First Glance: Luke 15

Rembrandt's "Return of the Prodigal Son"

Rembrandt’s “Return of the Prodigal Son”

“Meanwhile, the older son was in the field…” (Luke 15:25a)

The Parable of the Prodigal Son is probably misnamed. Don’t get me wrong, the younger son was certainly lost. Twice the father describes him as ‘dead, but alive again. He was lost and is found.’ The parable begins with the younger son wishing death upon his father (‘Father, give me my portion of the estate’) and then leaving the family to waste his inheritance. After reaching rock bottom, he ‘comes to his senses’ and decides to return to his father and beg to be taken on as a hired hand. At least then he wouldn’t starve.

But before the son even gets one word out, his father sees him, runs, embraces him, and kisses him. The son tries to make his apology, but is quickly cut off as the father calls for a celebration for his returned son. The Son is forgiven and restored to the family. He was dead, but is alive again. He was lost and is found.

This powerful portrayal of God’s mercy in the form of the father is one of the reasons this parable is so well known. It speaks of good news that this son never even imagined he would receive. Interpreters and preachers for centuries have been right to draw attention to the story of the prodigal son and his gracious father. We too have a heavenly father who runs to embrace all the lost.

Yet, I want to suggest a new name for the parable that might paint us a fuller picture of the drama: The Parable of the Two Lost Sons. This name is not original to me; I’m not sure who first coined it. However, I think it serves to remind us that both brothers are lost. Both sons are estranged from their father, but in different ways. The younger brother sees his father more as a banker than as a parent. His father is only a means to the end of getting his inheritance. When he gets his chance, he takes it and runs away to live it up in a distant land. When he comes to himself, he wants to go back to his father, but as a hired hand. He still does not see his father for who he truly is. It is only when the Father runs to him and embraces him that everything changes.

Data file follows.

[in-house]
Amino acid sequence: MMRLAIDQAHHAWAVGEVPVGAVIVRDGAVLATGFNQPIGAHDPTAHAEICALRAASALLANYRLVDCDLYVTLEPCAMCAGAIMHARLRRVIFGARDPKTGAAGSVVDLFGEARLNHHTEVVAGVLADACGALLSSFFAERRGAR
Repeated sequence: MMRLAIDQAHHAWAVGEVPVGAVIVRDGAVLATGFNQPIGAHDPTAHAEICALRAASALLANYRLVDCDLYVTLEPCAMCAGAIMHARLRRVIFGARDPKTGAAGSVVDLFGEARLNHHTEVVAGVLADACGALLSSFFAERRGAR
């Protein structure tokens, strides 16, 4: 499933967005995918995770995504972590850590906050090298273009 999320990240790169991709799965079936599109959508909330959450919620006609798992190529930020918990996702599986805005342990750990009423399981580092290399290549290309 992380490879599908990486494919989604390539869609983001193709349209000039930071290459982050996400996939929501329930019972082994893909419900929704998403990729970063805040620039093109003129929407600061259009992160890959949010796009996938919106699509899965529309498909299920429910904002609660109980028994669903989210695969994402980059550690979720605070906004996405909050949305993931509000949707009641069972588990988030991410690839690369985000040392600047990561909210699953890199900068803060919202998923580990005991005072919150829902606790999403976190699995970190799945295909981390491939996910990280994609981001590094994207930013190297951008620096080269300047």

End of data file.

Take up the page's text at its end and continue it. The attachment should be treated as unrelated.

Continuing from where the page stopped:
The older son is also lost. When his younger brother returns and the father rejoices, this brother sulks outside. He rebukes his father by saying, “Look! All these years I’ve been slaving for you and never disobeyed your orders.” (Luke 15:29). This son, too, sees his father more as a banker (or a landlord) than as a father. He is estranged from his father and sits on the outside while others rejoice.

Both sons are lost. One cannot hide it. His brokenness is visible and public. The other son hides his estrangement behind obedience. Neither sees their father for who he truly is – a loving, gracious father.

The Parable of the Two Sons reminds us that each of us is lost apart from the grace of the Father. Some of us cannot hide our brokenness, while others find it easier to mask. Each of us needs to feel the embrace of the Father in our lostness, to know that we have not an angry Judge but a loving Father in heaven.

When we have been embraced and loved in our lost state, maybe then we will be willing to embrace our lost brother as well.

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